The Amazon covers most of the Amazon basin of South America. This basin encompasses 7.000.000 km2 / 2.700.000 sq mi, of which 5.500.000 km2 / 2.100.000 sq mi are covered by the rainforest. This region includes territory belonging to nine nations. Most of the forest is contained within Brazil, with 60% of the rainforest, followed by Peru with 13%, Colombia with 10%, and with minor amounts in Venezuela, Ecuador, Bolivia, Guyana, Suriname, and French Guiana.
The Amazon has drawn a lot of attention due to burnings. Building of roads an invasion of colonists is also threatening the Amazon.
Viking Expedition focuses on the Amazon in the southern part of Peru. The Amazon covers half of Peru’s area, but only about five percent – about one and a half million people, lives in the vast tropical lowlands between the Andes and the borders of Brazil and Bolivia. Most people live in the three departmental capitals of Puerto Maldonado in the south, Pucallpa in central Amazon and Iquitos in the north.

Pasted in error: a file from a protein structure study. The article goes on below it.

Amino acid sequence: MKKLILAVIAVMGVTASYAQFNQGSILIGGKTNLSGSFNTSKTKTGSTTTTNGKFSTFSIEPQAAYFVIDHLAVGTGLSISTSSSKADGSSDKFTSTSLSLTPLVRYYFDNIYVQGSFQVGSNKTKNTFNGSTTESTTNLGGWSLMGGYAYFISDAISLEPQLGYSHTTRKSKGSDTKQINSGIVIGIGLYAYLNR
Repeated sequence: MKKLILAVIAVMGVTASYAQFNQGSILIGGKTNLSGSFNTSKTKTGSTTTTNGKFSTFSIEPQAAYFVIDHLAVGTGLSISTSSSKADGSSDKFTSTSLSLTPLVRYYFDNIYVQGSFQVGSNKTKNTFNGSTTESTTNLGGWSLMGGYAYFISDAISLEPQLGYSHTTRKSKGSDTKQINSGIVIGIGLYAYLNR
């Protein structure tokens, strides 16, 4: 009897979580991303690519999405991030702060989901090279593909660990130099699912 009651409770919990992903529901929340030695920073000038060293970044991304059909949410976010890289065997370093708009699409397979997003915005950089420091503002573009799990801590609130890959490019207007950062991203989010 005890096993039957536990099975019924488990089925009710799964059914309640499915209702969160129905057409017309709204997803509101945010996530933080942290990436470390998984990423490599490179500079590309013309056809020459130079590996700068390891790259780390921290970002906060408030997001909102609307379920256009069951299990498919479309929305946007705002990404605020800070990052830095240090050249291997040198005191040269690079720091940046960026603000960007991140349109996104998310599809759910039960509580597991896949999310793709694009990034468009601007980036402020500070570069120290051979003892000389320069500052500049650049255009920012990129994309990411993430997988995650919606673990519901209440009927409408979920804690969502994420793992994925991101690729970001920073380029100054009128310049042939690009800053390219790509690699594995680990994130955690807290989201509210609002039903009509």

In contrast, the relatively few people living outside the cities of the Amazon have a huge impact on the jungle. Highland settlers are clearing land to make room for agriculture and mining, and loggers and oil industry are entering the previously untouched tropical forest. The Amazon is thus changing, but there is still the opportunity to experience the jungle’s wildlife and plant life in a relatively original state.